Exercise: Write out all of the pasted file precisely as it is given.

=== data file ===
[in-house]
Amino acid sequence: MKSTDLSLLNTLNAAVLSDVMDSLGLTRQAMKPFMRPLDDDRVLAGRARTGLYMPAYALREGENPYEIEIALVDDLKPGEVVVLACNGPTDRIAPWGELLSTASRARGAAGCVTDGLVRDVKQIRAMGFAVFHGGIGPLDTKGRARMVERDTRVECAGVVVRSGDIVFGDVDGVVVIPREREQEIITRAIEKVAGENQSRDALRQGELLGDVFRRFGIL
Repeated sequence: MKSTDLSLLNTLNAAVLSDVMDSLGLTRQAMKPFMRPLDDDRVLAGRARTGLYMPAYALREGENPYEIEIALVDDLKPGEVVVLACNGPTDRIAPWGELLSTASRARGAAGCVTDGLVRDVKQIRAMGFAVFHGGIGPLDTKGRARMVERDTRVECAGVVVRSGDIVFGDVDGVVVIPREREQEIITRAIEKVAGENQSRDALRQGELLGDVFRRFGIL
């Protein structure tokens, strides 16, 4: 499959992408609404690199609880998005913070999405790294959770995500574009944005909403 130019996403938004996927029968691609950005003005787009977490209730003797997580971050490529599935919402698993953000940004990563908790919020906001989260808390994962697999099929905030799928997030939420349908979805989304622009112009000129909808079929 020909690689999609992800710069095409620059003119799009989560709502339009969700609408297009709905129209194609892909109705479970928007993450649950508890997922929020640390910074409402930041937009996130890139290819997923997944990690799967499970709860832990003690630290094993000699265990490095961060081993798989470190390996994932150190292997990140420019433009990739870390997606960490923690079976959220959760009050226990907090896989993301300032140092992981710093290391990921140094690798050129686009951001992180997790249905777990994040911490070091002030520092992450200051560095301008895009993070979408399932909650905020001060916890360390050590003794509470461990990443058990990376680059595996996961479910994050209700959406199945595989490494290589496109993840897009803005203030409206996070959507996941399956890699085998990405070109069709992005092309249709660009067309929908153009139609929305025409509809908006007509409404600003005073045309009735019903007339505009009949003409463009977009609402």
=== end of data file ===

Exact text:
[in-house]
Amino acid sequence: MKSTDLSLLNTLNAAVLSDVMDSLGLTRQAMKPFMRPLDDDRVLAGRARTGLYMPAYALREGENPYEIEIALVDDLKPGEVVVLACNGPTDRIAPWGELLSTASRARGAAGCVTDGLVRDVKQIRAMGFAVFHGGIGPLDTKGRARMVERDTRVECAGVVVRSGDIVFGDVDGVVVIPREREQEIITRAIEKVAGENQSRDALRQGELLGDVFRRFGIL
Repeated sequence: MKSTDLSLLNTLNAAVLSDVMDSLGLTRQAMKPFMRPLDDDRVLAGRARTGLYMPAYALREGENPYEIEIALVDDLKPGEVVVLACNGPTDRIAPWGELLSTASRARGAAGCVTDGLVRDVKQIRAMGFAVFHGGIGPLDTKGRARMVERDTRVECAGVVVRSGDIVFGDVDGVVVIPREREQEIITRAIEKVAGENQSRDALRQGELLGDVFRRFGIL
């Protein structure tokens, strides 16, 4: 499959992408609404690199609880998005913070999405790294959770995500574009944005909403 130019996403938004996927029968691609950005003005787009977490209730003797997580971050490529599935919402698993953000940004990563908790919020906001989260808390994962697999099929905030799928997030939420349908979805989304622009112009000129909808079929 020909690689999609992800710069095409620059003119799009989560709502339009969700609408297009709905129209194609892909109705479970928007993450649950508890997922929020640390910074409402930041937009996130890139290819997923997944990690799967499970709860832990003690630290094993000699265990490095961060081993798989470190390996994932150190292997990140420019433009990739870390997606960490923690079976959220959760009050226990907090896989993301300032140092992981710093290391990921140094690798050129686009951001992180997790249905777990994040911490070091002030520092992450200051560095301008895009993070979408399932909650905020001060916890360390050590003794509470461990990443058990990376680059595996996961479910994050209700959406199945595989490494290589496109993840897009803005203030409206996070959507996941399956890699085998990405070109069709992005092309249709660009067309929908153009139609929305025409509809908006007509409404600003005073045309009735019903007339505009009949003409463009977009609402």